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View Full Version : Help please for night shots!


undertheseas
05-20-2011, 11:41 PM
I still have not learned to use my manual settings on my Canon Rebel. :headache: Any hints on getting some great night shots? Specifically I'm interested in WWoHP since we're only going to be there a couple of hours at night and there are so many shop windows that I want to capture and the castle tour. Just to make it more complicated, I'm going to be trying to amuse a 2 year old in a stroller. :eek:

Any help with be much appreciated!

photo_chick
05-21-2011, 12:01 AM
You really need fast lenses for hand held night shots. What lenses do you have?

I tend to shoot in Tv (shutter priority) when I'm shooting in low light. I set it to the minnimum I need. The aperture often ends up wide open since I tend to favor a lower ISO over stopping down.

Gianna'sPapa
05-21-2011, 08:37 AM
As photo_chick alluded to, its all about the photographic triangle of shutter speed, aperture and ISO. With the right equipment and technique these shots are not any more difficult than daytime shots and IMO more spectacular. For photographing stationary objects, if you have slower glass, ie, kit lenses, then a tripod is normally required (a shutter remote is also helpful) because you will need longer shutter speeds which correlates to blur. For moving or handheld, then the faster glass is recommended. Again the goal is to get more light to the sensor at a faster shutter speed. The other factor is the ISO setting. That is the sensitivity of the sensor to light. The higher the setting the faster you can set your shutter speed (and/or aperture), but the downside is that it introduces noise, those little colored blotches, into the image. You mention you have a Rebel, which one? I have the faster glass, tripod, etc, but my limiting factor is my camera body. I have a max of ISO 1600 and at that setting it introduces a lot of noise. The flipside is that at ISO 100 it produces some of the best images, at least the best I have ever shot. The goal should be to learn all the "sweet" spots when your equipment produces its best images. Since it appears you will be shooting handheld, I have to agree with photo_chick, the way to go is with faster glass unless your camera is able to produce usable high ISO images (6400-12,800).

undertheseas
05-21-2011, 10:24 PM
Thank you so much for the help!

It's a Rebel Tsi. I know they make bigger and better now but until I learn this one I can't justify the expense when this one is working just fine.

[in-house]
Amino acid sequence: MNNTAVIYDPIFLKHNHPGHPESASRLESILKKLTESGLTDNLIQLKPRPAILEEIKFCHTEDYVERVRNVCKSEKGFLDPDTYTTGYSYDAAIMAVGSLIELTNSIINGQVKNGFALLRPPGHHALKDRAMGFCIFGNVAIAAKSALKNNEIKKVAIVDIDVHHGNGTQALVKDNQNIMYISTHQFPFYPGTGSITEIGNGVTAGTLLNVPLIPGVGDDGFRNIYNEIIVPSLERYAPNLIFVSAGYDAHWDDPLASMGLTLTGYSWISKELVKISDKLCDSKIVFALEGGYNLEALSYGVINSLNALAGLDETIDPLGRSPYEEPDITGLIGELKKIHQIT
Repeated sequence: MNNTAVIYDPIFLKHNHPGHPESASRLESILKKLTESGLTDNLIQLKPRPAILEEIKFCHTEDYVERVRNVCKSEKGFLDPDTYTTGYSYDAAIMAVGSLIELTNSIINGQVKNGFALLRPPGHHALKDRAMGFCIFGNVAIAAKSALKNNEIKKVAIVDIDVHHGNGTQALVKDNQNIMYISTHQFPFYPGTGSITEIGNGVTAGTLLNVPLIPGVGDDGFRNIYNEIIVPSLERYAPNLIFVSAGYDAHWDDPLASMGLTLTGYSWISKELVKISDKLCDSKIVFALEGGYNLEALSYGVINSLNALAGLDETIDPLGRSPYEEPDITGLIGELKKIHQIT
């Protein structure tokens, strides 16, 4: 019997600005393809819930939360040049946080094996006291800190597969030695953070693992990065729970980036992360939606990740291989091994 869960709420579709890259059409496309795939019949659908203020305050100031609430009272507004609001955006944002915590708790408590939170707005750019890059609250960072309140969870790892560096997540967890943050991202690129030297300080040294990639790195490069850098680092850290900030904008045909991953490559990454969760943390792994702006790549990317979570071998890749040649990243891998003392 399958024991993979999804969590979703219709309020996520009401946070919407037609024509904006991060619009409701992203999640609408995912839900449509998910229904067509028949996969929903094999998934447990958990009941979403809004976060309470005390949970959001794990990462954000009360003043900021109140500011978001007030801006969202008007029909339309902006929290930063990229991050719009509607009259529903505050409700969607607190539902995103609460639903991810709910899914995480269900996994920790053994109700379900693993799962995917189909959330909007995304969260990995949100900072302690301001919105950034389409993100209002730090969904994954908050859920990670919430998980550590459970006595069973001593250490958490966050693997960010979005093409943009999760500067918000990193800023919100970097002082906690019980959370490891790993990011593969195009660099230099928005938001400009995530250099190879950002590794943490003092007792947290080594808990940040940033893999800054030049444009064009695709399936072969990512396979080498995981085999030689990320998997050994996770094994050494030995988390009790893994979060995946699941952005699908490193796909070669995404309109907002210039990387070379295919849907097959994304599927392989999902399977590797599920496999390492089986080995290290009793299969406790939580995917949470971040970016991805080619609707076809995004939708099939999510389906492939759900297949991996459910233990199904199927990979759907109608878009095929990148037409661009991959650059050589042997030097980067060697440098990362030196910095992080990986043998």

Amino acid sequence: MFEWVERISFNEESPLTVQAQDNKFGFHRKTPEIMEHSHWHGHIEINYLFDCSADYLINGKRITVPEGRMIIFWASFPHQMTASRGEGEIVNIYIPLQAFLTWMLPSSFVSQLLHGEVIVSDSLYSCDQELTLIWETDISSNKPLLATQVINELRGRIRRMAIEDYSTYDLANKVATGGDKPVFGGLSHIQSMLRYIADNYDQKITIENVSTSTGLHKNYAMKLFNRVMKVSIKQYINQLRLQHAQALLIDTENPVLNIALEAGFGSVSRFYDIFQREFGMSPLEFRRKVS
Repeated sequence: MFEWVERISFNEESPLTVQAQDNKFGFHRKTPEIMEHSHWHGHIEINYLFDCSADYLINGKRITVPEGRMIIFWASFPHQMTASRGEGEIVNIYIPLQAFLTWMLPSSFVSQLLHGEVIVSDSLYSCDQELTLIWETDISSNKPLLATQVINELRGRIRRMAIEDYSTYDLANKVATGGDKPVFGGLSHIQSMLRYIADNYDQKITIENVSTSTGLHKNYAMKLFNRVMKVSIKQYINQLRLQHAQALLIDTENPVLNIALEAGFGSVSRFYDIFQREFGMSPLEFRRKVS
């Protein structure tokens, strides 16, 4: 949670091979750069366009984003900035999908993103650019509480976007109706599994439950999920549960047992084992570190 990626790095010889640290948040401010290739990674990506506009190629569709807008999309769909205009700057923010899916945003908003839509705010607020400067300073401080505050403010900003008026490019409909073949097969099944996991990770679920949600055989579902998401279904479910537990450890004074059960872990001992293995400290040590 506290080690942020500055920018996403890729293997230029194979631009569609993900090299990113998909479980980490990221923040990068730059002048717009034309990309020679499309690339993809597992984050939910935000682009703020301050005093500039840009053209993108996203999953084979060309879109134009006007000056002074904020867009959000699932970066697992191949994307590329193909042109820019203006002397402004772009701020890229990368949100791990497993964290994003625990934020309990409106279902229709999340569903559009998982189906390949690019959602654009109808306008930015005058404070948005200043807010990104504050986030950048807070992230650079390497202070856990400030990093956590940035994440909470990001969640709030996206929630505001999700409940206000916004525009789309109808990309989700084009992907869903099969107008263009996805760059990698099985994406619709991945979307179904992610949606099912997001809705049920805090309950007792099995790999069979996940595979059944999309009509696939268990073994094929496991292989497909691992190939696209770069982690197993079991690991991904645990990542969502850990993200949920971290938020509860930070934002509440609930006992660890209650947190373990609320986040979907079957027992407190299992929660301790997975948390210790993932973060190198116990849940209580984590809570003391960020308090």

photo_chick
05-21-2011, 11:24 PM
Thank you so much for the help!

It's a Rebel Tsi. I know they make bigger and better now but until I learn this one I can't justify the expense when this one is working just fine.

Actually more often than not lenses will help you out more than a new camera will. Really, I still use my old Rebel XT with a fast prime on it all the time for things.

This was taken with a Rebel XT using a 50mm f/1.8 (the lens runs arond $100). Hand held, ISO 1600. If I remember right the shutter speed was around 1/60.
And forgive me that it's not actually a Disney shot. LOL
http://photo-chick.smugmug.com/Other/parade/20090811-IMG3694/622000401_qGHSf-S.jpg

ChiSoxKeith
05-21-2011, 11:50 PM
I have one of the first Canon DSLRs, only 6.3MP. But it can take great shots at night with a 50mm f/1.4.

The 1.4 is a bit pricey ($450). But you can pick up the 50mm f/1.8 for only ~$130. Sure it's only one focal length but a 50mm f/1.8 will do nicely.

You could also rent a lens or too online. www.borrowlenses.com or www.lensrentals.com would work.

You could pick up the 70-200 f/2.8 for your trip.

Gianna'sPapa
05-22-2011, 12:40 AM
Thank you so much for the help!

It's a Rebel Tsi. I know they make bigger and better now but until I learn this one I can't justify the expense when this one is working just fine.

I'm not a Canon shooter, so I'm not totally versed in the Canon designations, but I can't find a Rebel Tsi. Is there another designation or number or something?

ukcatfan
05-22-2011, 12:59 AM
I'm not a Canon shooter, so I'm not totally versed in the Canon designations, but I can't find a Rebel Tsi. Is there another designation or number or something?

Probably a typo and is a XSi. If so, then the max ISO is 1600.

bob100
05-22-2011, 07:31 AM
Probably a typo and is a XSi.

or it could be a typo and a T1i

so many confusing camera names!

Gianna'sPapa
05-22-2011, 08:02 AM
These manufacturers do make it confusing! Mine goes backwards, K10-K20-K7-K5! Then the entry level, Km-Kx-kr. And then throw in the K100 & 200. I have a hard time keeping track of a small company like Pentax. When it comes to the bigger companies, forget it! Anyway back to the OP's request. If you have a camera with a high of 1600 ISO, which I do, then the faster glass is definitely the way to go. Depending on your budget, photo_chick has some very good suggestions. With a Canon APS-C camera the 50mm becomes an 80mm and for inside work that sometimes will be a little long. You may have to rely on the old foot-zoom. Another option, if the budget allows, is something in the range of 30-35mm. A lens that fits that criteria would be the Sigma 30 1.4 for $489. Canon's glass in that range is their well regarded "L" glass and at over $1400 is definitely out of my range.:rotfl2: Also you may want to invest in a noise reduction software. I use Photoshop Elements 8 with a Topaz Labs Denoise 5 add-on that works well. There are others out there, but I don't know enough about them to make a recommendation. This should give you some options. If your budget is tight, as mine usually is, then the recommendation made by photo_chick for the Canon 50 1.8 is probably your best option. I just researched that lens and at B & H, its going for $125. If any additional purchases are not in the cards then the best way is crank up the ISO and hold very still. You may be able to get some shots. Better to have a little noise than a totally blurry image. I don't recall that you listed what lenses you have.

photo_chick
05-22-2011, 09:52 AM
They do make the names confusing. I just figured it was a typo on the camera name. And whichever Rebel it is, it can get the shots with the right glass. As a frame of reference for the non-Canon users, my old XT is the 8MP Rebel. It was the second camera produced in the digital Rebel line.